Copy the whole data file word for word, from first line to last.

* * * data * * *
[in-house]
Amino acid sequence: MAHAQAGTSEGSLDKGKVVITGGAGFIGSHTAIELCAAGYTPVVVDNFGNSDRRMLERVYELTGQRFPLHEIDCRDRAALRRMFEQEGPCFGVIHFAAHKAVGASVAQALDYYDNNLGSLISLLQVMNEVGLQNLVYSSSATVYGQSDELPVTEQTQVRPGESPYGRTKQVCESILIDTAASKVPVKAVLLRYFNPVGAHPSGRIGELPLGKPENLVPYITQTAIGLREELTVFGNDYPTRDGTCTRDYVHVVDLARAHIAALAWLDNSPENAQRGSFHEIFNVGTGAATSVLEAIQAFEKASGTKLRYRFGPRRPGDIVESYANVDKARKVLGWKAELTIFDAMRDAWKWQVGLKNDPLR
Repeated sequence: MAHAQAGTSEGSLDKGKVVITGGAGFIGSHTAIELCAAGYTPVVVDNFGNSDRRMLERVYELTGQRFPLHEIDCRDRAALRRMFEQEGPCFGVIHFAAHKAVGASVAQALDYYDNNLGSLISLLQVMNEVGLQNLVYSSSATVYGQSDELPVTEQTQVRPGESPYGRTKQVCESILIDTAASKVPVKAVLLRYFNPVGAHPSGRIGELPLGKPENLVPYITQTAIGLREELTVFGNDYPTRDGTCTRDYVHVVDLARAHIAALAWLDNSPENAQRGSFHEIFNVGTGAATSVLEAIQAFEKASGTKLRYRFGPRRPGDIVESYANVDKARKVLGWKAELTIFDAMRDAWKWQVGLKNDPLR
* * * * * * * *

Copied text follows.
[in-house]
Amino acid sequence: MAHAQAGTSEGSLDKGKVVITGGAGFIGSHTAIELCAAGYTPVVVDNFGNSDRRMLERVYELTGQRFPLHEIDCRDRAALRRMFEQEGPCFGVIHFAAHKAVGASVAQALDYYDNNLGSLISLLQVMNEVGLQNLVYSSSATVYGQSDELPVTEQTQVRPGESPYGRTKQVCESILIDTAASKVPVKAVLLRYFNPVGAHPSGRIGELPLGKPENLVPYITQTAIGLREELTVFGNDYPTRDGTCTRDYVHVVDLARAHIAALAWLDNSPENAQRGSFHEIFNVGTGAATSVLEAIQAFEKASGTKLRYRFGPRRPGDIVESYANVDKARKVLGWKAELTIFDAMRDAWKWQVGLKNDPLR
Repeated sequence: MAHAQAGTSEGSLDKGKVVITGGAGFIGSHTAIELCAAGYTPVVVDNFGNSDRRMLERVYELTGQRFPLHEIDCRDRAALRRMFEQEGPCFGVIHFAAHKAVGASVAQALDYYDNNLGSLISLLQVMNEVGLQNLVYSSSATVYGQSDELPVTEQTQVRPGESPYGRTKQVCESILIDTAASKVPVKAVLLRYFNPVGAHPSGRIGELPLGKPENLVPYITQTAIGLREELTVFGNDYPTRDGTCTRDYVHVVDLARAHIAALAWLDNSPENAQRGSFHEIFNVGTGAATSVLEAIQAFEKASGTKLRYRFGPRRPGDIVESYANVDKARKVLGWKAELTIFDAMRDAWKWQVGLKNDPLR